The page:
Today in the Inspirational Teacher Series we profile Michelle Tschannen. While I do not know Michelle personally I was very impressed reading her responses below. Unlike many of our other profiles Michelle works in a Private School setting and her specific classroom focuses on children with mild to moderate learning disabilities.
1. What is your name?
2. What is your education level and credentials?
Masters of Teaching- K-12 Special Education License in VA, concentration in LD, E/BD, and ID
3. What would you like a one-sentence description of yourself to say?
Michelle is a dedicated, loving teacher who believes in the power of education to transform lives.
4. Do you have a website?
Only a private website for my students and their parents.
5. How long have you been a Teacher?
6. What type of classroom do you teach (i.e. General Education, Special Day Class, etc)?
Private School setting (Northern Virginia)- Self-contained classroom of 8 students (K-2nd grade), one teacher (me) and a teacher’s aid. My students have mild-moderate learning disabilities, including diagnoses of Autism, Dyslexia, ADD & AD/HD, Severe Language Disorder, and Nonverbal Learning Disorder. My students are all functioning around the same academic level, with some variation in skills that I am frequently differentiating for.
7. What Research based instruction methods do you use in your classroom for your students with a disability?
The basis of my instruction comes from an understanding of Howard Gardner’s work on multiple intelligences and recent developments in brain research. I utilize systematic and sequential, multisensory instruction, including an Orton-Gillingham approach to reading instruction. For written instruction, I use the 6+1 Traits of Writing and Step up to Writing programs. For math instruction, I use SRA Numberworld’s, a research-based multisensory math program.
8. What other educational methods have you used that have been successful for your students with a disability?
I firmly believe in positive behavior supports and seek to manage my classroom by focusing on the positives. I strive to create a supportive, uplifting classroom community. This enables my students who frequently experience failure in their lives to feel successful and part of a large group of successful people.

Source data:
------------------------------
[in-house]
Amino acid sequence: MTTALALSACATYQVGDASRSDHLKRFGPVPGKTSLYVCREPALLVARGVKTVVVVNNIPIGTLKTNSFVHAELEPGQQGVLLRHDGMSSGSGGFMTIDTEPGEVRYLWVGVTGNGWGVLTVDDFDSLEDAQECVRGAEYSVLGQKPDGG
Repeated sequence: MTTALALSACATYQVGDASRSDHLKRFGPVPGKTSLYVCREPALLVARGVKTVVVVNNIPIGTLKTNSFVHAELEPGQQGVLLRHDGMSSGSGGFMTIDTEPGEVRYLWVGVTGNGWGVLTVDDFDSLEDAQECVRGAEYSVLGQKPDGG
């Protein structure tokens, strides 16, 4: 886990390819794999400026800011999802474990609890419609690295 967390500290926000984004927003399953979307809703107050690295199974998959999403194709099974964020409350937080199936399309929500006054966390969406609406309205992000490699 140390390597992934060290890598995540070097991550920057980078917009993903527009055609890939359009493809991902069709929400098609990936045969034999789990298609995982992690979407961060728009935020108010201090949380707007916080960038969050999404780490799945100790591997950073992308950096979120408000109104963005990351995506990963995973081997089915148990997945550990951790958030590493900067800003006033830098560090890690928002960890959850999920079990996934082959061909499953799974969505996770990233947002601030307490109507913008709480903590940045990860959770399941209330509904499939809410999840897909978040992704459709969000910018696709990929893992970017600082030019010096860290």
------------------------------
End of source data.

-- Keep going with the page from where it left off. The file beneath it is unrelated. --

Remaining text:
I also differentiate all of my instruction. Without this critical method of instruction, I wouldn’t be able to adequately meet the unique needs of all of my students
9. How do you create inclusion opportunities for your students with a disability?
Because my school is a self-contained environment, setting up inclusion opportunities for my students primarily falls on the responsibility of parents. I do make an effort to involve my students in service learning opportunities within the classroom that enable them to use the skills they’ve learned in the classroom in the “real world.” Our students spend time at a local nursing home, visit the local grocery store and parks, as well as attending field trips within the community. I take time to seek out inclusive extra-curricular activities to recommend to parents, so that my students are well-rounded, as well as pushed to generalize the skills they’ve learned in school to the larger community.
10. What behavior strategies and methods have worked for you in the classroom for students with a disability?
As I stated before, I’ve found behavior management most successful when I focus on the positive. We have a class token system where students can earn poker chips for making good choices and then cash these in at the end of the day for prizes or coupons (lunch with the teacher, wear a hat to school, etc). I believe that every behavior serves a purpose, so when students make choices that disrupt the learning process, I try and determine what purpose their behavior is serving and then provide them with a break or more appropriate strategy to meet the need they’re trying to serve. EX: If a child is repeatedly putting a glue stick in their mouth, I’ll provide them with a chewy tube to chew on, or gum. If a child is repeatedly walking around the room and making loud noises I’ll have them go to the hallway with an adult and push a heavy rice bin to obtain heavy muscle work. Our school also has a focus on positive behavior supports an students can be “caught” making good choices and rewarded with a special note to the principal which gets read aloud to the class, shared with the principal, and then sent home.
11. How do you involve parents in educating their children in and out of the classroom?
One of my best assets as a teacher, according to parents, is the way I involve parents as integral team members. I send frequent e-mail updates to parents, both as a whole-class and on an individual basis. I speak with parents individually before and after school. I encourage parents to look for the positives in their children and provide them with the language necessary to speak with their children frequently and in a loving manner. I also have a classroom blog where I share weekly pictures and videos of their children, as well as media articles and videos pertaining to the needs of their children. Parents are the critical link towards my students finding success in life and I treat them as such. I want parents to leave my classroom empowered by their child’s diagnosis, strengths, and needs. I also want them to have fallen more in love with their child, especially their amazing quirks.